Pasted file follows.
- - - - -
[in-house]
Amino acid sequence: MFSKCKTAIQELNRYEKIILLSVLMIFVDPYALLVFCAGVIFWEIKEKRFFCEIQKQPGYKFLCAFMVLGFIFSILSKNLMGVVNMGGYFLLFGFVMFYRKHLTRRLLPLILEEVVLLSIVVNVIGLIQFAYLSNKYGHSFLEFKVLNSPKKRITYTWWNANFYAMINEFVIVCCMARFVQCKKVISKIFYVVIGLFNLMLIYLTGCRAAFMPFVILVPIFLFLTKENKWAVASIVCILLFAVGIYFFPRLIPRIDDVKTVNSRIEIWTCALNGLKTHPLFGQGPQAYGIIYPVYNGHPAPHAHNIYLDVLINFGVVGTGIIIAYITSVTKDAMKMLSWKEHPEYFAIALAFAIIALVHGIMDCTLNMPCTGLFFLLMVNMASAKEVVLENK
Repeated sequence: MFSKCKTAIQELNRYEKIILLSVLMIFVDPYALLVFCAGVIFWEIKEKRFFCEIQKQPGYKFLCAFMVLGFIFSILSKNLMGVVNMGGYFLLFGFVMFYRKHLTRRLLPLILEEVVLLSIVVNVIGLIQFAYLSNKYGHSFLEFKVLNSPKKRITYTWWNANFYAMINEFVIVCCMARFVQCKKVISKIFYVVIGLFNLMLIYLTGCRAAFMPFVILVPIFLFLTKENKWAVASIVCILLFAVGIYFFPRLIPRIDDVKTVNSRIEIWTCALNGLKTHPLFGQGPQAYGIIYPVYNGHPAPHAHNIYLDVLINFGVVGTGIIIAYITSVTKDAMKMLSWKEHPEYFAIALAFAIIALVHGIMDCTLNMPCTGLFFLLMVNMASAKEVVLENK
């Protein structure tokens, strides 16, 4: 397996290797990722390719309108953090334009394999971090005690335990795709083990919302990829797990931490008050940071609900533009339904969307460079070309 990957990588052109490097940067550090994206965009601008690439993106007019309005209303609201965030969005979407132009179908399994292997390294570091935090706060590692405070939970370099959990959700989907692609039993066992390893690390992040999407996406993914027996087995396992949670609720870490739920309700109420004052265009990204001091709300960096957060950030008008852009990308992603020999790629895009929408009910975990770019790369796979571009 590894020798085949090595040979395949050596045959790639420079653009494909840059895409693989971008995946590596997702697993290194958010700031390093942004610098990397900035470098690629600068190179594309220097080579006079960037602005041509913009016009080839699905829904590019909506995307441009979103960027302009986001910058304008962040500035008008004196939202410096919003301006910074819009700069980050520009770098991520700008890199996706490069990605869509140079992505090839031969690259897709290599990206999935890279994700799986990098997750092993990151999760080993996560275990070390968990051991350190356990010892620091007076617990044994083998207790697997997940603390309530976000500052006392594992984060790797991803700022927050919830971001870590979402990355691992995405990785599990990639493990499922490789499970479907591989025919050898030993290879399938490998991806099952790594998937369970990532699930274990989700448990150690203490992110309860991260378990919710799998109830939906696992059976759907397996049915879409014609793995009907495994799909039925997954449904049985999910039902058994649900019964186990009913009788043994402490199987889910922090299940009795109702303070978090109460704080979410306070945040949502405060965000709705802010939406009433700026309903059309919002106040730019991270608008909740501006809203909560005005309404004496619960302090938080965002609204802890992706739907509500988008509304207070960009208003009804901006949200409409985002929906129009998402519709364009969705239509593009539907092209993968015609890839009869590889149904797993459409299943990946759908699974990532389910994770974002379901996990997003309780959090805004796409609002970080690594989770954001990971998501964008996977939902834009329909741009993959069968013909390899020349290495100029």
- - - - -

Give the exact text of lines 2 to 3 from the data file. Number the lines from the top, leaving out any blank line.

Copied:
Amino acid sequence: MFSKCKTAIQELNRYEKIILLSVLMIFVDPYALLVFCAGVIFWEIKEKRFFCEIQKQPGYKFLCAFMVLGFIFSILSKNLMGVVNMGGYFLLFGFVMFYRKHLTRRLLPLILEEVVLLSIVVNVIGLIQFAYLSNKYGHSFLEFKVLNSPKKRITYTWWNANFYAMINEFVIVCCMARFVQCKKVISKIFYVVIGLFNLMLIYLTGCRAAFMPFVILVPIFLFLTKENKWAVASIVCILLFAVGIYFFPRLIPRIDDVKTVNSRIEIWTCALNGLKTHPLFGQGPQAYGIIYPVYNGHPAPHAHNIYLDVLINFGVVGTGIIIAYITSVTKDAMKMLSWKEHPEYFAIALAFAIIALVHGIMDCTLNMPCTGLFFLLMVNMASAKEVVLENK
Repeated sequence: MFSKCKTAIQELNRYEKIILLSVLMIFVDPYALLVFCAGVIFWEIKEKRFFCEIQKQPGYKFLCAFMVLGFIFSILSKNLMGVVNMGGYFLLFGFVMFYRKHLTRRLLPLILEEVVLLSIVVNVIGLIQFAYLSNKYGHSFLEFKVLNSPKKRITYTWWNANFYAMINEFVIVCCMARFVQCKKVISKIFYVVIGLFNLMLIYLTGCRAAFMPFVILVPIFLFLTKENKWAVASIVCILLFAVGIYFFPRLIPRIDDVKTVNSRIEIWTCALNGLKTHPLFGQGPQAYGIIYPVYNGHPAPHAHNIYLDVLINFGVVGTGIIIAYITSVTKDAMKMLSWKEHPEYFAIALAFAIIALVHGIMDCTLNMPCTGLFFLLMVNMASAKEVVLENK